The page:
Whether scheduling a Valentine's Day party, organising Easter games for after the hunt or planning a sleepover for a child's birthday, chocolate-centred games are a sure bet for engaging Primary school aged children in good old-fashioned fun. Substitute chocolate for crucial items in traditional children's games, such as Hot Potato, or improvise and lead games that instruct, inspire and fuel the minds, and sweet teeth, of children.
Play a variation of Hot Potato by seating younger children, cross-legged, in a circle on the floor. Start the game by giving one child a box of sweets, such as M&Ms or chocolate drops. Cue up children's party music and press play. Instruct children to pass around the sweets as quickly as possible. Stop the music. The child left holding the box of chocolate must give one chocolate to another child, who then begins the cycle over again.
Unwrap an extra-large bar of milk chocolate and set on a plate in the middle of a small table. Organise knives and forks alongside the plate. Split older school aged children into two teams. Instruct the children to take turns rolling dice. Each time a child rolls a double, he or she runs to the table and attempts to eat as many squares of chocolate as possible using only the knife and fork. Continue with one child eating the chocolate until another child rolls a double and takes over eating with a fresh set of knife and fork.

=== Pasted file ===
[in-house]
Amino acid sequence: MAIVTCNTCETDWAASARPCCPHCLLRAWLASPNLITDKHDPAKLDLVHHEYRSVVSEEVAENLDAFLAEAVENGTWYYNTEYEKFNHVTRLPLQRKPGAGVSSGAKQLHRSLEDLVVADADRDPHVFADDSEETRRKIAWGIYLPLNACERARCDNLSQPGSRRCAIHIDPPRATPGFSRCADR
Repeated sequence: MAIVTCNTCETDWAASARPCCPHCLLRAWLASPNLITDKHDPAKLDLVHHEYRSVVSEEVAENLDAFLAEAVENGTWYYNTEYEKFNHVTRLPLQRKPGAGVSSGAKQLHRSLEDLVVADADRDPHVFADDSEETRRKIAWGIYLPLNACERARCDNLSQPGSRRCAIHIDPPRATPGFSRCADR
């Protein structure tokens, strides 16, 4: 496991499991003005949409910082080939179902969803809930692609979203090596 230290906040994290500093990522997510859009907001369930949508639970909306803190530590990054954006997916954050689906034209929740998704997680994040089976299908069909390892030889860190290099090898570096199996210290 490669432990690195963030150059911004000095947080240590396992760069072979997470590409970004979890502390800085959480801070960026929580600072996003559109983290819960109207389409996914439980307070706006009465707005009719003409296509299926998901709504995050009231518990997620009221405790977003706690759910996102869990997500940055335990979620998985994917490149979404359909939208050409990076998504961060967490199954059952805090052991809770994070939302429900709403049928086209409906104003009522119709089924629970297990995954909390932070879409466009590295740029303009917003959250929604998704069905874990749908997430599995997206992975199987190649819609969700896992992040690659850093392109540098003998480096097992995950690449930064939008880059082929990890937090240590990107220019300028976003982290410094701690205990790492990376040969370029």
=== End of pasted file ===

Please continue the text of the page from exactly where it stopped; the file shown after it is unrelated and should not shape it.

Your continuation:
Bring chocolate fondue to a warm temperature in a fondue pot. Outfit each older elementary aged child with a set of chopsticks. Dump a mixture of mini-marshmallows, pretzels and apple slices into the pot. Assign a fixed number of points for each item added to the mix. Task children with fishing out as many items as possible with the chopsticks within a set amount of time. Tally up the winner by counting how many of each item the children collect and counting up the points. Reward the winner by allowing that child to take the first bite of the spoils.
Fill a jar with small chocolate sweets, such as Hershey's Kisses, or chocolate chips. Count how many sweets are actually in the container. Challenge children of all ages to guess how many are stuffed inside. Instruct them to write down their name and guesstimate on a slip of paper. Determine which child makes the closest guess and award the child the entire jar of sweets, along with a subtle hint that he or she should share the chocolate with the other children.
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